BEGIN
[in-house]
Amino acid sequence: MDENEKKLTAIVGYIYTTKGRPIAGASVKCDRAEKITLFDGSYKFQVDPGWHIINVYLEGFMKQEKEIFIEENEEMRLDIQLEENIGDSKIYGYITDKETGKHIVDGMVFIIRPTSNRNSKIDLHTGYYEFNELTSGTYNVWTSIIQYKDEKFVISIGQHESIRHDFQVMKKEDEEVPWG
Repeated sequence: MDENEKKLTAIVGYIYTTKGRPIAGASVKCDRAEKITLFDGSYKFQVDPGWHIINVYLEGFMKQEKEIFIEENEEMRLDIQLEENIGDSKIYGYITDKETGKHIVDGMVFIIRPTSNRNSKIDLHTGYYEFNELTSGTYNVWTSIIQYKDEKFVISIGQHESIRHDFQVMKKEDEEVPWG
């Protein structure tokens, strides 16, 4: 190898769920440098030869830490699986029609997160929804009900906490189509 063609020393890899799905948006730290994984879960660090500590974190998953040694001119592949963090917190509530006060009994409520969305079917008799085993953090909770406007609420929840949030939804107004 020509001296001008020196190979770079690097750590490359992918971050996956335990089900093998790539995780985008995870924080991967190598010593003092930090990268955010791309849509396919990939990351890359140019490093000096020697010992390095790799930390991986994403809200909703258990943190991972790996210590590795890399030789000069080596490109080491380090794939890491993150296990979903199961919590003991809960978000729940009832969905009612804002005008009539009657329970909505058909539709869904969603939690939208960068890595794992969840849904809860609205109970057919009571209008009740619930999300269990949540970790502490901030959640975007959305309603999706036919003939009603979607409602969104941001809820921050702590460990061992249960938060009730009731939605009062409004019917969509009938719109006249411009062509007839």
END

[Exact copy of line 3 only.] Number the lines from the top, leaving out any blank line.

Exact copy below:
Repeated sequence: MDENEKKLTAIVGYIYTTKGRPIAGASVKCDRAEKITLFDGSYKFQVDPGWHIINVYLEGFMKQEKEIFIEENEEMRLDIQLEENIGDSKIYGYITDKETGKHIVDGMVFIIRPTSNRNSKIDLHTGYYEFNELTSGTYNVWTSIIQYKDEKFVISIGQHESIRHDFQVMKKEDEEVPWG